Inflammation, like congestion, is characterized by the four special symptoms, heat, pain, redness, and swelling. In inflammation, however, these symptoms are all much more intense than in conges tion. In this respect, inflammation may be considered as an advanced stage of irritation. It includes in its different stages all the primary morbid actions previously mentioned; namely, irritation, both active and passive congestion, and depression. On account of its resemblance to congestion it is sometimes not easy to distinguish between the two diseases, especially at the beginning of the morbid condition or process. Indeed, at the beginning there is no distinction, for the inflammatory process is induced by irritation and congestion. The real distinction between inflammation and congestion is not easily perceptible in the early stages, at least before any special results have been produced. Microscopical researches have shown, however, that there is a difference even at this early period which consists in the great increase of white blood corpuscles. This may be very easily observed in the delicate web of a frogs foot placed beneath the microscope. Upon placing the point of a needle or other mechanical or chemical irritant upon the membrane, all of the phenomena of irritation, congestion, and inflammation may be observed occurring in their proper order, the beginning of inflammation proper being indicated by the accumulation of white blood corpuscles in and about the gradually dilated blood-vessels of the affected part. There is every reason for believing that this is exactly what occurs in larger animals and human beings. If inflammation is arrested in its first stages, the effects are only those described. If continuous, however, the morbid action may give rise to the exudation of matters which afterward harden and cause induration of the parts, or the intensely local action may become so great as to occasion death of some of the tissues, involving coagulation of the blood and obstruction of the circulation.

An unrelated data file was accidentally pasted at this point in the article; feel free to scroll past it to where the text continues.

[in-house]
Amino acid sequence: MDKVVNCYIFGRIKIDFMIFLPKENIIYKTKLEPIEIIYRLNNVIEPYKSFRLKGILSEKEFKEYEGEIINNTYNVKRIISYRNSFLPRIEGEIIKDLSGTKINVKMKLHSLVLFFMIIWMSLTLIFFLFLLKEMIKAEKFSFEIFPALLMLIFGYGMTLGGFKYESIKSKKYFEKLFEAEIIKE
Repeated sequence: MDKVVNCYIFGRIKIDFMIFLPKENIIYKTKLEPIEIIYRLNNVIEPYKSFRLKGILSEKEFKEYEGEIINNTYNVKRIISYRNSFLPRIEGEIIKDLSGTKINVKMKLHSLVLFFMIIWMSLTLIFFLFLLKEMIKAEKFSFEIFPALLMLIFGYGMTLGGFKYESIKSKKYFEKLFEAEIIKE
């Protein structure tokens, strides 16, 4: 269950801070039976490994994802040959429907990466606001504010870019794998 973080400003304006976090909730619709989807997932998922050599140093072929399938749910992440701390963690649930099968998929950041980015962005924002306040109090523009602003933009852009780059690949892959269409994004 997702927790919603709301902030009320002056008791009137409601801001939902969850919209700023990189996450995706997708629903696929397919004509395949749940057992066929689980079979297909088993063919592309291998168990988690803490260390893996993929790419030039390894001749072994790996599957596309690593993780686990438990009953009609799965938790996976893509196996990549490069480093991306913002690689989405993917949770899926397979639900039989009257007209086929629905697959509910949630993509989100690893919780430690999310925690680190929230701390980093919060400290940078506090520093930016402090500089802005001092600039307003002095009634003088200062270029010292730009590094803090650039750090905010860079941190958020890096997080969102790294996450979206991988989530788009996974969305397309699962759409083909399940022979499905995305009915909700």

This is what occurs in a boil. When death of the tissues has taken place, the dead parts are treated like foreign substances in order to prevent contamination of the system by absorption of the dead and disorganizing matter. The dead part is separated from the living by a wall of defense which is thrown up about it and by a layer of corpuscles exactly resembling white corpuscles of the blood, but in this case termed pus corpuscles. It is these corpuscles which form the greater part of the whitish or yellowish discharge from abscesses or suppurating wounds. As thus seen, it is wholly devoid of offensive odor, and is termed healthy pus; but when by the breaking down of dead tissues the pus becomes tilled with products of decay, and is watery in character, it is termed unhealthy, or ichorous pus, and often has a very offensive odor. Pus is formed partly from the blood, by the removal of its white corpuscles, and partly from the tissues themselves, which undergo destruction about the dead part for the purpose of loosening it and thus removing it from the body. If a part which has thus died has been loosened and removed, an examination of the surface beneath will show that underneath the purulent matter is a layer of small red prominences termed granulations, which indicate that new tissue is forming. By degrees the cavity left, if not too large, will be filled up with newly made tissue, which is, however, of a somewhat different character from that which was removed. It sometimes happens that in consequence of a still greater intensity of inflammatory action the tissue of the diseased part dies very suddenly, from the stagnation and coagulation of the blood in its blood-vessels. This is termed gangrene, the consideration of which must be left for the section devoted to surgery, to which province it particularly belongs.